Ryse: Son of Rome is a historical action adventure game developed by Crytek and released on November 22, 2013 for Xbox One. Following Roman centurion Marius Titus, the game details his part in the defence of Rome against the barbarians as well as his quest to avenge his murdered father. Originally developed as a Kinect exclusive title for Xbox 360, the game was retooled in development to become an Xbox One launch title. Let's find out if it's worth your time.
Ryse is absolutely stunning and extremely satisfying to look at. Crytek is known for their graphical prowess and does not disappoint in the least throughout the game, easily presenting one of the best looking games currently available on consoles. Combat animations look great and character models are some of the best looking available on consoles, making a wonderful impression on the player and really helping immersion into the action (yes I say on consoles only since I'm sure there is someone out there waiting to counter with how great Crysis 3 looks on their mammoth rig).
It's really great to see a game present a relatively unique setting, and Ryse presents a very cool foray into the world of the Roman empire. This is exemplified through the variety of action set-pieces experienced through the campaign such as fighting in the Coliseum as well as an amphibious landing in Britain, helping to draw players into the action.
I loved it, and this setting gave Ryse its own distinct historical flavour and complimented the gameplay well and accentuating the otherwise unremarkable story presented in the game. It's worth noting that for all you history buffs like myself, the story being told is not historically accurate and more than a few details are changed for the sake of the excitement but this did not stop me from enjoying Ryse's setting.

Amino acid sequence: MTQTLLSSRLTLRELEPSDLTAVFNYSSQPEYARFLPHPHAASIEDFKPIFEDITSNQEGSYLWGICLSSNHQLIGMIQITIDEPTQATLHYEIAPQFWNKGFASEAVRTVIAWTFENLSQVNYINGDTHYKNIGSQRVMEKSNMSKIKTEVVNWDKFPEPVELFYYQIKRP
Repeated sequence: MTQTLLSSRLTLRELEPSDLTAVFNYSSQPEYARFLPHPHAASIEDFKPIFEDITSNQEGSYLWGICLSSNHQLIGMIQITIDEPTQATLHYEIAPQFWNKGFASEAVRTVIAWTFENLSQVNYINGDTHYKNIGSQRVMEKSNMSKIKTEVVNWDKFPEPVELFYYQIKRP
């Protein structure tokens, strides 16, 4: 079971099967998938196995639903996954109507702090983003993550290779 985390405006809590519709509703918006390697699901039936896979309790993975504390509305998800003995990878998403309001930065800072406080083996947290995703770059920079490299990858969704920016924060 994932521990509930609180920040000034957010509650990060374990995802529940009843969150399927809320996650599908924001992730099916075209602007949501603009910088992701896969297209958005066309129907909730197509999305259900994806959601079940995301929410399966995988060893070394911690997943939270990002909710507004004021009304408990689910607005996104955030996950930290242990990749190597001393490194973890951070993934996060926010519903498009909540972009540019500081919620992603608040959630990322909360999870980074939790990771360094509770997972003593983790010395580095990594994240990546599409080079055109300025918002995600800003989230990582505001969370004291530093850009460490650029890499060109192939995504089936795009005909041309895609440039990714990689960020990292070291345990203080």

Ryse's combat is simple fun, playing effectively into the streamlined experience the game presents. If you're into a highly stylized and cinematic experience, then this is the game for you and the combat system compliments this well. It could be said that in many character-action games, the flow of the game is built around its combat system but Ryse does the opposite and it feels at times like the combat system was designed specifically to match cinematic experience that game aims for. This doesn't stop is from being a lot of fun and while it can get repetitive, it never really gets old successfully performing an execution.
There's no getting around the fact that Ryse is a rather simplistic game in a lot of respects. Bayonetta this is not, as the combat does not show any significant depth or change over the course of the game. Furthermore, the game is completely linear and aims to be a cinematic experience which may be off-putting to those who want a game with more substance beyond pretty looks and cinematic set-pieces. In some ways, Ryse's campaign can be equated to the third person action game equivalent of a Call of Duty campaign, emphasizing cinematic set-pieces over giving players choice. It's all about what you as a player prefer and will likely make or break your impression of Ryse.
Ryse is a short game, clocking in at around 6 hours in length, slightly more if playing on one of the harder difficulties. Multiplayer doesn't do much to ease this, presenting a variety of wave defence battles in the Coliseum which can be played alone or online. Personally this didn't bother me as I've beaten the game twice, once on Normal and once on the highest difficulty, but it is worth noting that the replayability of the game may be a disappointment to a number of people. The multiplayer is a bit of a slog and without the action set-pieces found in the campaign the combat system is not able to make this mode appealing on its own.
Ryse is absolutely gorgeous with some great action set-pieces and a very cool historical setting.
The combat is fun but can also be simplistic. Your enjoyment of the game will likely hinge on whether this simplicity bothers you or not.
Ryse: Son of Rome is a gorgeous game, creating a cinematic and stylized experience for players. If you're looking for the equivalent of Call of Duty set in ancient Rome, Ryse is definitely the game for you and is a great deal of fun. However, there is no getting around that while fun the combat system lacks depth and is quite simplistic. It's a great first effort from Crytek and while it definitely will not agree with character-action aficionados, at the heart of Ryse is an enjoyable game that is definitely worth investing the time to experience.
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